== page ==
Jetting off for a semester of study abroad isn’t the only way to explore a new culture. Your very own campus is a great place to start engaging with various cultures and lifestyles. Here are a few ideas to get you started...
Join a campus organization
Many colleges will have a huge fair at the beginning of each semester that allow all the student organizations on campus to represent themselves and recruit new members (just like fraternities and sororities host a rush week). Campus organizations will usually include: Cultural associations, LGBT groups, campus and local volunteer/service organizations, religious groups, arts/music/film clubs, outdoor sports and adventures clubs, environmental organizations and the list goes on and on! If a group catches your eye, whether or not you even know what it’s all about, start a conversation with the representative and at least sign up for their email list so you’ll be informed about their meetings and events. And it has been said before, but taking part in campus organizations, especially as an officer or active member, looks pretty good on your résumé to potential employers.
International student center/Cultural centers
Cultural centers often host a variety of events like musical performances, readings, lectures, film nights and food tastings so students can sample the traditions of a different culture. Especially during a country’s national or religious holiday or festival time (like Chinese New Year, Diwali or Cinco de Mayo), these cultural centers will often plan and host a big party or event.
Be a tour guide/mentor for international students
Some colleges may assign an orientation tour guide or mentor to international students to help them get acquainted with the campus, the city and meet new people. Sign up to be a part of this welcome committee for international students, and you’ll find yourself learning as much from them as they learn from you.
Foreign language departments
At my college, the Russian department hosted a weekly Russian tea hour where tea and pastries were served, and anyone wanting to improve their Russian skills or simply speak in Russian could attend. This included department faculty, Russian language students and Russian natives. Even if you’re not studying the language at the time, but are interested in learning, this could be a perfect way to practice and meet a diverse group of people who share your interest. If there’s no weekly department meeting, you can also post up a flier searching for a language tandem, also known as a language exchange, with someone who can teach the language you want to learn, and who wants to learn the language that you can teach.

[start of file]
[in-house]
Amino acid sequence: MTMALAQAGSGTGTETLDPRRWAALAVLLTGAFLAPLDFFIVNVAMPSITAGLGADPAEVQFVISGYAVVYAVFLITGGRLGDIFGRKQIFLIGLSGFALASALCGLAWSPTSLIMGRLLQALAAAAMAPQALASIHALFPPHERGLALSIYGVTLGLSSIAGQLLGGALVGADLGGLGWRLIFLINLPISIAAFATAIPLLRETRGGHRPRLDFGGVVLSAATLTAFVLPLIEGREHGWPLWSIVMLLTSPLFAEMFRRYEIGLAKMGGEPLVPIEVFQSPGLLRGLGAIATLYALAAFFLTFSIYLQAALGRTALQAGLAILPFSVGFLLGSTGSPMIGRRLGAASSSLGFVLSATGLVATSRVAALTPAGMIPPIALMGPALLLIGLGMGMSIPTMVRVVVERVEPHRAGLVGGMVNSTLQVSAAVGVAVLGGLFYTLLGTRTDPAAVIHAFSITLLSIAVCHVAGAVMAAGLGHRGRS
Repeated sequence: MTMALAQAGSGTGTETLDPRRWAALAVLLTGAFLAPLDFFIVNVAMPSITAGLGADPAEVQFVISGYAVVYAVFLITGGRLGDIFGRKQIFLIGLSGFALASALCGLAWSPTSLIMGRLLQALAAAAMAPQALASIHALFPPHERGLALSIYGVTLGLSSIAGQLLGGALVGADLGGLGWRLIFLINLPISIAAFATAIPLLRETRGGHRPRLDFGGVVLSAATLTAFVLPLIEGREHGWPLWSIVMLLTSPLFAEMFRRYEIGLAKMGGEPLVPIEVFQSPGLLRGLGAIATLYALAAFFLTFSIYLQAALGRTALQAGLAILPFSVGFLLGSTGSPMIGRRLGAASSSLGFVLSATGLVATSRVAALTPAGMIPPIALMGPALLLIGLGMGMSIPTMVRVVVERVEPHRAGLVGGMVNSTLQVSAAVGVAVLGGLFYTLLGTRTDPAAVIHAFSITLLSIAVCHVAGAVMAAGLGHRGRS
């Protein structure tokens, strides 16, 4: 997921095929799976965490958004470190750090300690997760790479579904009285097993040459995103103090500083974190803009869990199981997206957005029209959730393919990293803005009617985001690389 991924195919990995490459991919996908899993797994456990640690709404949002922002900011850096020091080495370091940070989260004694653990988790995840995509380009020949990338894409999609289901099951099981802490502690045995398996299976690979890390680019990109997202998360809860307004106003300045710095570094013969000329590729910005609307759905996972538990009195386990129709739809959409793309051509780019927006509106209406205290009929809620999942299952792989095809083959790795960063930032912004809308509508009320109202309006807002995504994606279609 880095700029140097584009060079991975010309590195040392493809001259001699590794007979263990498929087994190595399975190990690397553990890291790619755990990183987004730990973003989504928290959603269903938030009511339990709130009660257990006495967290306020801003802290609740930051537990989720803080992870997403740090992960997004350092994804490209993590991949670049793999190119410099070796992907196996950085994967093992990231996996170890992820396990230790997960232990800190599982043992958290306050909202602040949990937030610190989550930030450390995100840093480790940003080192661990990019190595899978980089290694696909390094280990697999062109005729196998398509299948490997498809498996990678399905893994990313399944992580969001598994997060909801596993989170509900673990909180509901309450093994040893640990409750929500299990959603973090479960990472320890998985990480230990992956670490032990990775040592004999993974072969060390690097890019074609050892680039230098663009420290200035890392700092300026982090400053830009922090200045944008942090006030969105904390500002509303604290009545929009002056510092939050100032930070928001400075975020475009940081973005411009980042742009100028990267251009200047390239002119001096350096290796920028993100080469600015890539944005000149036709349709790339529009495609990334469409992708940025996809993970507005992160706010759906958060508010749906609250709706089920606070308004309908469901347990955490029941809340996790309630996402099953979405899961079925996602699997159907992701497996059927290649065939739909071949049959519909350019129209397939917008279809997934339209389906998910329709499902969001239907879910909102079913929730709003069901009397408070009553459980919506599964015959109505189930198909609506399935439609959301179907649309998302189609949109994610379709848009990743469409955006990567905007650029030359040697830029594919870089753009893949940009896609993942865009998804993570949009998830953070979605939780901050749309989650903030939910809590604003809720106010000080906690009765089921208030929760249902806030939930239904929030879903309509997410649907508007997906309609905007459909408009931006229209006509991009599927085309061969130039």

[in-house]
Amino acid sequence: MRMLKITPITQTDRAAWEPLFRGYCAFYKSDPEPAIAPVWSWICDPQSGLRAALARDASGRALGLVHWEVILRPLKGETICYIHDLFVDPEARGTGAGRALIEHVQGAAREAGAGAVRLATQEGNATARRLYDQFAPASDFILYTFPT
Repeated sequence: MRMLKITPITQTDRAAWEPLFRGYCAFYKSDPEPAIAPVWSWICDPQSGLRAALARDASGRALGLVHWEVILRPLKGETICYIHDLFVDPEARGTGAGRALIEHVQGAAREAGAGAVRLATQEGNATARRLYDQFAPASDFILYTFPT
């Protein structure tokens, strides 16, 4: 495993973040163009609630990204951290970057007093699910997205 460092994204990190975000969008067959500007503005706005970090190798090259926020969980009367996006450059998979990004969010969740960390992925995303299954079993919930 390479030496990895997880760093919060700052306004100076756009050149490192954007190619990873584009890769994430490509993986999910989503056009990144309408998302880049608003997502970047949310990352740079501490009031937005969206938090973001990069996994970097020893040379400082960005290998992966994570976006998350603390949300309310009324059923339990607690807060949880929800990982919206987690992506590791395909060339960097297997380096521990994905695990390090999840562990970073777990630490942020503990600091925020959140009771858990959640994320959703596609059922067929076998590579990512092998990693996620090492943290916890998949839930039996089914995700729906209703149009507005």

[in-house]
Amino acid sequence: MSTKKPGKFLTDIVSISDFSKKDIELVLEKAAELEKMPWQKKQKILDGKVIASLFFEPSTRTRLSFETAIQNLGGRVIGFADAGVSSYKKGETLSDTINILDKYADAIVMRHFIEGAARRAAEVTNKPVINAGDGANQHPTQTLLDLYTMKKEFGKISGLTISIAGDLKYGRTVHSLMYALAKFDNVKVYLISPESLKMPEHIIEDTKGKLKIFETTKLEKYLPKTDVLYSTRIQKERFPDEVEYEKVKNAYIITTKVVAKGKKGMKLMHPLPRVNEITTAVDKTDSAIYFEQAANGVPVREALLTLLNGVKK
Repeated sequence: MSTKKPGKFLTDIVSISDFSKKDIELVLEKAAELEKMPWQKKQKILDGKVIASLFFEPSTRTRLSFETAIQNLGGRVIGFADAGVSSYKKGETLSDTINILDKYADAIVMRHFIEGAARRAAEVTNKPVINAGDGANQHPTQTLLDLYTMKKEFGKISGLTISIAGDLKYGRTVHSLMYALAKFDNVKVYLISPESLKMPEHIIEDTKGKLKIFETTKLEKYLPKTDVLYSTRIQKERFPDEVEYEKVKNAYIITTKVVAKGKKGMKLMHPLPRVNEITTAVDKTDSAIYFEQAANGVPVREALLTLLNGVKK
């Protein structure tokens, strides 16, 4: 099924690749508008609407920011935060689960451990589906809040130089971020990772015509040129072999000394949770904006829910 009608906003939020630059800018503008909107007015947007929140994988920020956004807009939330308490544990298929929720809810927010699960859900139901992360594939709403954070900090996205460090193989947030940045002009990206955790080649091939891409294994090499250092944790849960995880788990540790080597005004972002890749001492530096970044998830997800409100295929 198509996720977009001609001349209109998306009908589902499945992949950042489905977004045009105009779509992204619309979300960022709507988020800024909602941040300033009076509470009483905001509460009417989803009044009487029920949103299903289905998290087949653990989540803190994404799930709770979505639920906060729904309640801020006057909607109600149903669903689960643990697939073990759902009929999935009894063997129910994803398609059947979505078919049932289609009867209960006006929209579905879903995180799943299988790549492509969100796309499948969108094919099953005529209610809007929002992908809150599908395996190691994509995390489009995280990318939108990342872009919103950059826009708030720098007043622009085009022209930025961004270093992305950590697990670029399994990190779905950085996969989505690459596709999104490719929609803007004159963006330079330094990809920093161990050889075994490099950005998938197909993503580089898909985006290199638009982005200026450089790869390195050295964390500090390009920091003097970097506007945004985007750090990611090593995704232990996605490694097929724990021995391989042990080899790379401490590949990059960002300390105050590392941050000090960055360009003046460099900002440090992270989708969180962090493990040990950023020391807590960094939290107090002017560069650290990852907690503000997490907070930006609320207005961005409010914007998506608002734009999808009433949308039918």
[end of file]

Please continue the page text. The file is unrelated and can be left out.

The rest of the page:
Check out the restaurant scene
I’ll never forget 4th Street. On my campus, this was “restaurant row,” but it didn’t consist of your typical sandwich delis, taco joints or pizza places. Strolling down this narrow street was a magical culinary journey into Asia. A Thai place sat quaintly across from a Nepali café, and a few houses down you found an Indian restaurant, which was right beside a tiny Japanese grocer selling baby octopus and other unexpected delicacies. Take a walk or drive around your campus and city, and you might just discover something new and delicious. Some international grocery stores and restaurants might even have a bulletin board with fliers for upcoming cultural events.
Take a class
This option might seem obvious, but it’s likely your college will offer a variety of classes on the history, politics, language, literature and/or music of different cultures.
Visit the local church/mosque/temple
For a more intense perspective and a different outlook on life, attend a religious service at a local church, mosque, temple or other place of worship. However, before you go, find out if you can simply show up at the service or if there are certain rules of etiquette for attending as a guest. If possible, go with someone who regularly attends the service so you get a better understanding of what happens during the service.
Start your own campus organization
If you’re interested in a particular culture and your college doesn’t yet offer any venues for exploring this culture, why not organize your own group to celebrate and explore its traditions and festivals? Apply at your student government office as a formal student group, advertise online or with fliers all over campus. Send emails to your friends, professors, classmates and acquaintances; make a short announcement in your classes. And don’t forget: Being a founder and president of a college organization looks highly impressive on your résumé.